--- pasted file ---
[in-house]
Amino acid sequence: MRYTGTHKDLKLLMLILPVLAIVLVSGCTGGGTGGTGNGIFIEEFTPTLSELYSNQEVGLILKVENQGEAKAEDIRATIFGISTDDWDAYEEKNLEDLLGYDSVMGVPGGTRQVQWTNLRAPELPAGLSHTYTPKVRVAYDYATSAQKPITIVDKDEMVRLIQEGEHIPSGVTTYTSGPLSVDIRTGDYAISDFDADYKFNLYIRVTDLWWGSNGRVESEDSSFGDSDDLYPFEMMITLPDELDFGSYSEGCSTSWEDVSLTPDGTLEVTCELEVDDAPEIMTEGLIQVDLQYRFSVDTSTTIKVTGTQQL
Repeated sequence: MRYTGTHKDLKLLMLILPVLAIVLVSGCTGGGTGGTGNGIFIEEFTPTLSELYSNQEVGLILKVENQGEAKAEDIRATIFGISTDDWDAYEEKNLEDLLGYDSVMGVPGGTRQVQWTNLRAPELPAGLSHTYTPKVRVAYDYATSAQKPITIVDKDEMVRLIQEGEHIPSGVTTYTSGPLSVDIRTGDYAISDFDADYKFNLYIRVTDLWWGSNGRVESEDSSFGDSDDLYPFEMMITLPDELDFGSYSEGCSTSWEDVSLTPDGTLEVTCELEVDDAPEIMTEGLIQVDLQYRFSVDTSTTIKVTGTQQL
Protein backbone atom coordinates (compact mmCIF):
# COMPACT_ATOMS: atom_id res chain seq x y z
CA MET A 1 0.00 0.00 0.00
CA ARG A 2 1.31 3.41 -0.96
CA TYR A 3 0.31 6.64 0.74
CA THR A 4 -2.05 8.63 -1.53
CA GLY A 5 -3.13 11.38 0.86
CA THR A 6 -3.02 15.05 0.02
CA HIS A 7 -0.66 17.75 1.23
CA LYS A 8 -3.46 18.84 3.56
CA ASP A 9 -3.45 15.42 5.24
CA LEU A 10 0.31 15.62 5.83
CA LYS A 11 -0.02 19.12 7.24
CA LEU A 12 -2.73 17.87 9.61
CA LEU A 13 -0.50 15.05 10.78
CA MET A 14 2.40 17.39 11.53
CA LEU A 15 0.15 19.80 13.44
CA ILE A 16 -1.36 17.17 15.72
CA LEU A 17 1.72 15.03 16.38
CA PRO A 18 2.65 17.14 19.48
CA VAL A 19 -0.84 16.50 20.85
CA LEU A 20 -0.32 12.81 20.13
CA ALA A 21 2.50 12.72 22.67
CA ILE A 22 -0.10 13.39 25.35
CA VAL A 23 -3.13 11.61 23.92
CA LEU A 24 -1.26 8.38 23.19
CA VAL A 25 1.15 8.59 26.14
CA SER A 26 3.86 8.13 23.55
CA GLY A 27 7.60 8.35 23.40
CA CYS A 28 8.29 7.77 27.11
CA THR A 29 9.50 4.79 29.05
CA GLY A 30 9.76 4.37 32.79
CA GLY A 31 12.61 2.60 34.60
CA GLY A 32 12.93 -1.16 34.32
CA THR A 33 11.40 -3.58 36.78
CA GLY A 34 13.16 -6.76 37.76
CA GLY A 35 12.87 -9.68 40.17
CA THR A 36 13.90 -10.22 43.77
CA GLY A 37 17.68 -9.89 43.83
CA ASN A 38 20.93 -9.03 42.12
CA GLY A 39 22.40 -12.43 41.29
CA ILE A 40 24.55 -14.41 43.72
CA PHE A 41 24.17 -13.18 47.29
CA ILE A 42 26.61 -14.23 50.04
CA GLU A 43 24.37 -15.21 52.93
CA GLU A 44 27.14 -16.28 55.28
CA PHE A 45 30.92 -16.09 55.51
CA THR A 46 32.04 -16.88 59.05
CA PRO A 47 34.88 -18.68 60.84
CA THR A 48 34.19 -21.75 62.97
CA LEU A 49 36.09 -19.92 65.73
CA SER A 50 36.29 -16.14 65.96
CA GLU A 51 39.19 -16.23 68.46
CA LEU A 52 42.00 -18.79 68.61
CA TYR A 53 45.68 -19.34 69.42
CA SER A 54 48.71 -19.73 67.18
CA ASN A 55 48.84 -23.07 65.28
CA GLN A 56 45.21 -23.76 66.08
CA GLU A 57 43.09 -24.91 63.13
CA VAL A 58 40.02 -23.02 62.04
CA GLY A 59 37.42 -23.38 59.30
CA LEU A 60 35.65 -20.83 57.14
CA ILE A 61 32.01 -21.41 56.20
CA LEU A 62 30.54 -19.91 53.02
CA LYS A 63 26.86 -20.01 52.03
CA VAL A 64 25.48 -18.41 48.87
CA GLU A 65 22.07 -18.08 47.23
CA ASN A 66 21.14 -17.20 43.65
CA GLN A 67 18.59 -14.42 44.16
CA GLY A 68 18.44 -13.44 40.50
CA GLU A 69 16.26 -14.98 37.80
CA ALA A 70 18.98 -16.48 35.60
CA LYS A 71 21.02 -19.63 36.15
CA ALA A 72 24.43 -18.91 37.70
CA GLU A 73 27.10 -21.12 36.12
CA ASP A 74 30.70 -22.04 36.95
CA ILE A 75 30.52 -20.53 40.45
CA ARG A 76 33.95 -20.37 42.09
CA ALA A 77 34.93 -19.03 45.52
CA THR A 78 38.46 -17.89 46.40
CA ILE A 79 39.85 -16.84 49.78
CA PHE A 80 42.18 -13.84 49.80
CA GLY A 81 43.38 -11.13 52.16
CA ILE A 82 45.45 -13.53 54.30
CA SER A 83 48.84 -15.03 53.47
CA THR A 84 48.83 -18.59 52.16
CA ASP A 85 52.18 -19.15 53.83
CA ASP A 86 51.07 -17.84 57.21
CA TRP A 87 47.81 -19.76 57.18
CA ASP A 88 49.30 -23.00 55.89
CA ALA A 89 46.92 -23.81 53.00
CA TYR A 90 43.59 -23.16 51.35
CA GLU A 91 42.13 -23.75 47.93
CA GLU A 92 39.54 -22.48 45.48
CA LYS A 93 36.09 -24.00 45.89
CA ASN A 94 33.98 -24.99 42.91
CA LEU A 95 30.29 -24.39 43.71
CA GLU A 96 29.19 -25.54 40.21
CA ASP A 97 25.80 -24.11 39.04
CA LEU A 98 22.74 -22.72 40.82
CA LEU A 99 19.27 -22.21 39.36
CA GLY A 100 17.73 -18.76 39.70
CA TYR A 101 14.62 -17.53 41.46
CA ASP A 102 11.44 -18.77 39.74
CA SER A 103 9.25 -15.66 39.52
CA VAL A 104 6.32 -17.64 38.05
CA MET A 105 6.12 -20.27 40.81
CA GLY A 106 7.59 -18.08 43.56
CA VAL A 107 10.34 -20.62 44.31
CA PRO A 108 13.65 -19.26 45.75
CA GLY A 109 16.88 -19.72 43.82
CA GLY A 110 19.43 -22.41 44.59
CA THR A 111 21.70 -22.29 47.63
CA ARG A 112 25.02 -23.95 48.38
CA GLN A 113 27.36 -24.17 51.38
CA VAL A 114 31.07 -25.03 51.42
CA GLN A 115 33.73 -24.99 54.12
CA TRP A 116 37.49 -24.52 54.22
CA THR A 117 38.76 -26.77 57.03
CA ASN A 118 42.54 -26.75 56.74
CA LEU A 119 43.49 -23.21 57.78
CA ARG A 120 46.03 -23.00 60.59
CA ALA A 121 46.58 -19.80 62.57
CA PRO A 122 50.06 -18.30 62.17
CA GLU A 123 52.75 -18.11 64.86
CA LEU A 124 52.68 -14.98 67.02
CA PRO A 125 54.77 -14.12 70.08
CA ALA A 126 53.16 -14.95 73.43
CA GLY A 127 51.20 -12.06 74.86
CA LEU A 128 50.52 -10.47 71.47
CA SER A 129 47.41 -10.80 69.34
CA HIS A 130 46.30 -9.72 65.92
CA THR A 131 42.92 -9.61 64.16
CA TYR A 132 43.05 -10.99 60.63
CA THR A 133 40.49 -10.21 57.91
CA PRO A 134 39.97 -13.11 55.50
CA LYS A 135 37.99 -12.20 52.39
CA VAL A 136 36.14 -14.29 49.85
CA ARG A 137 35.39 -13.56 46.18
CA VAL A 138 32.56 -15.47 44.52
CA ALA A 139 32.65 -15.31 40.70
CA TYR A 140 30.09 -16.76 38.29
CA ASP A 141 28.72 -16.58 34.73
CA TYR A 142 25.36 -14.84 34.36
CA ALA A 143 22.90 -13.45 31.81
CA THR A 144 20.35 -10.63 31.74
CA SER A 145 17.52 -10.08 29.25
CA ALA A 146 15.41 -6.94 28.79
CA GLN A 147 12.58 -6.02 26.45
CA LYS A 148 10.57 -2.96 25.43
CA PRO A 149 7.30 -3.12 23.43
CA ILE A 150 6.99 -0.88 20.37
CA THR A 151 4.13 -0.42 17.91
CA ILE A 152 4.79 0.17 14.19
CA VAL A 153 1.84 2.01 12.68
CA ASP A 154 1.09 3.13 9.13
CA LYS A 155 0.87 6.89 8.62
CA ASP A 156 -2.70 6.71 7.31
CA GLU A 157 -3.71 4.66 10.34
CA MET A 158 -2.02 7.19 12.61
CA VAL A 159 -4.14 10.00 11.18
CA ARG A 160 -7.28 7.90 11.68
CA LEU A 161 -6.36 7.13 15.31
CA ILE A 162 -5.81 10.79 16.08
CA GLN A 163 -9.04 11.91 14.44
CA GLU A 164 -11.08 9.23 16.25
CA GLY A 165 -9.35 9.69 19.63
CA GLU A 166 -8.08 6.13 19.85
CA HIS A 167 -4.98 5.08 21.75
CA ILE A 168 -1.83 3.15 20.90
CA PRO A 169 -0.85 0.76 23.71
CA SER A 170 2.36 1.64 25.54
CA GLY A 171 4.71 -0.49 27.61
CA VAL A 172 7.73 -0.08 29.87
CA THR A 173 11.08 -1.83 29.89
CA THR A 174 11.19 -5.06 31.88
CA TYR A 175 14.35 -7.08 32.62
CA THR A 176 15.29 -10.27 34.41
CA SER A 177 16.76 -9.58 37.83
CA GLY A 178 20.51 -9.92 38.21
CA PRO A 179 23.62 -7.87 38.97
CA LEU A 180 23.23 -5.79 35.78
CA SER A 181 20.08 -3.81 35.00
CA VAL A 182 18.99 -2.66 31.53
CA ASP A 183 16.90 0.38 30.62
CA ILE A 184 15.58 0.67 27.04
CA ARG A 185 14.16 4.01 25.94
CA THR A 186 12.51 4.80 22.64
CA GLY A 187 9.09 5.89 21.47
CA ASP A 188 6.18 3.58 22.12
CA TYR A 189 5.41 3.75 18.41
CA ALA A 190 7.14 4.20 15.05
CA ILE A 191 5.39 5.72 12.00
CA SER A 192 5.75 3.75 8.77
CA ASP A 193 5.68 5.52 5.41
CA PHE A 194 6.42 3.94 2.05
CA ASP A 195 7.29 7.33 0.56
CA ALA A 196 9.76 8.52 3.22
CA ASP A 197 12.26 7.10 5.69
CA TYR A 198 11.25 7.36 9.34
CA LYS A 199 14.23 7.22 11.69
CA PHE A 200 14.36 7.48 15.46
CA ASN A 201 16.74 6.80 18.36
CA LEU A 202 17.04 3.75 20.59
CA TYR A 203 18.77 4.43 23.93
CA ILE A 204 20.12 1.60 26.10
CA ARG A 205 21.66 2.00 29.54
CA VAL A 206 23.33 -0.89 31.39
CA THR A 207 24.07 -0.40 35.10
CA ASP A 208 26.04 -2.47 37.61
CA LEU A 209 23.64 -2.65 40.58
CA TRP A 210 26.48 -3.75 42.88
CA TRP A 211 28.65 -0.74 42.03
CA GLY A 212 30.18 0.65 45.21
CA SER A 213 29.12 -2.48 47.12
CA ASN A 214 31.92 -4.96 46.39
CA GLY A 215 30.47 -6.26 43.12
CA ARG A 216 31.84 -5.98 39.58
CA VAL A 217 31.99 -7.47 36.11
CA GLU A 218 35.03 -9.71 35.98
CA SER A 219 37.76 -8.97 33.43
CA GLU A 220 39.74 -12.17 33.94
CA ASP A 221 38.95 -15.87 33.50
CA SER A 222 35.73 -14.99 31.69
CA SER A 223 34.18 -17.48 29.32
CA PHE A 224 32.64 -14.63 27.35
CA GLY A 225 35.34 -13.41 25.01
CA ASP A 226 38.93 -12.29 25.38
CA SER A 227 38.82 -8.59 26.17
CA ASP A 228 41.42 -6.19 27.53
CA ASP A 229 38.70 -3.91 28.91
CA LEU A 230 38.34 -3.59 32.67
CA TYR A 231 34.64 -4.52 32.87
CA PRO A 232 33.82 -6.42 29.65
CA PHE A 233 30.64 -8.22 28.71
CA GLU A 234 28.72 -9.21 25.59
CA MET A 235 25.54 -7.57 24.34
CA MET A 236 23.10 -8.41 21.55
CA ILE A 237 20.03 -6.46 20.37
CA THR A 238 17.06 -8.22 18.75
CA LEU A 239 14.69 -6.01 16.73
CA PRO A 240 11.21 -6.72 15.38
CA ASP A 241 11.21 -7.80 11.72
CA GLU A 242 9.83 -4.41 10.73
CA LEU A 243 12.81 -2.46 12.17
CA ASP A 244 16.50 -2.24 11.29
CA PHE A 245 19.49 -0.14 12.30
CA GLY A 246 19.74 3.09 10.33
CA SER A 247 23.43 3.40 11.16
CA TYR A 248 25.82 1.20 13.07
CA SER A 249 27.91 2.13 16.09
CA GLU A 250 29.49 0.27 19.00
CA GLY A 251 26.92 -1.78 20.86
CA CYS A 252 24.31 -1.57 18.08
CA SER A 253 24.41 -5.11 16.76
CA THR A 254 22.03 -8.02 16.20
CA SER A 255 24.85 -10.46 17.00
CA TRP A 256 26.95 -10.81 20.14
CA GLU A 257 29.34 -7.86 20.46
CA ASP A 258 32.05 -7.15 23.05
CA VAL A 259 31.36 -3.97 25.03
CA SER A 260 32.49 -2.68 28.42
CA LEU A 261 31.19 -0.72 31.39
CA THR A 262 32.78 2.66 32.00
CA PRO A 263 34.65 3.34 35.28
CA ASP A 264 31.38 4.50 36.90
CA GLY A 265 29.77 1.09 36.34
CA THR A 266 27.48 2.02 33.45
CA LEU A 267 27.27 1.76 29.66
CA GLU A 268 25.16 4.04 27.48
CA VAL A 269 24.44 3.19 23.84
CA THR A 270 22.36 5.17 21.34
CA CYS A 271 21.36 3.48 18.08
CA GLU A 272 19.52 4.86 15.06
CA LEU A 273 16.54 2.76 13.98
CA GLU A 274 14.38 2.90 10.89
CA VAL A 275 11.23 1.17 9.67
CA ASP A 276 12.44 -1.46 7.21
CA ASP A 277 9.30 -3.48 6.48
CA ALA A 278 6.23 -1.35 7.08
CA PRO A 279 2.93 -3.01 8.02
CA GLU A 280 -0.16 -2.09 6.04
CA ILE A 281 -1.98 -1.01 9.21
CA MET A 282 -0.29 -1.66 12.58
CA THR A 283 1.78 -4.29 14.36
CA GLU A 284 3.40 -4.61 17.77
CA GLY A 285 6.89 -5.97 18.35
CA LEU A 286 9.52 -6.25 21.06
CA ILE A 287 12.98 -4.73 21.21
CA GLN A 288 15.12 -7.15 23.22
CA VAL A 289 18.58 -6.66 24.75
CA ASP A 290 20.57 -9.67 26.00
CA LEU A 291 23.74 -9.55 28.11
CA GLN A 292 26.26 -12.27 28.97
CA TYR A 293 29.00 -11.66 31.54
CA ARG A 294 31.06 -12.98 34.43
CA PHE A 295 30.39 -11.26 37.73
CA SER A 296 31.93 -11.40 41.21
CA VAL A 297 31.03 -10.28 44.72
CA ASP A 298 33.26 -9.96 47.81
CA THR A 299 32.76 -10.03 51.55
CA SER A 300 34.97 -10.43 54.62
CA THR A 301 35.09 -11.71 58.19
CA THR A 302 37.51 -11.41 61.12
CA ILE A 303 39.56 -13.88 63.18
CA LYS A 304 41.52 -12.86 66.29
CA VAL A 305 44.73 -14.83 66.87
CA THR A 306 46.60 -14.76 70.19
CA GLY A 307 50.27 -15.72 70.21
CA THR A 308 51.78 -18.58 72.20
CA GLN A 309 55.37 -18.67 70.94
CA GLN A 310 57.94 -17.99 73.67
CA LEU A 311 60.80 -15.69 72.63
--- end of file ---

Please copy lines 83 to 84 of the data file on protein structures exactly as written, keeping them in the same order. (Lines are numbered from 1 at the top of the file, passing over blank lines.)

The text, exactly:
CA THR A 78 38.46 -17.89 46.40
CA ILE A 79 39.85 -16.84 49.78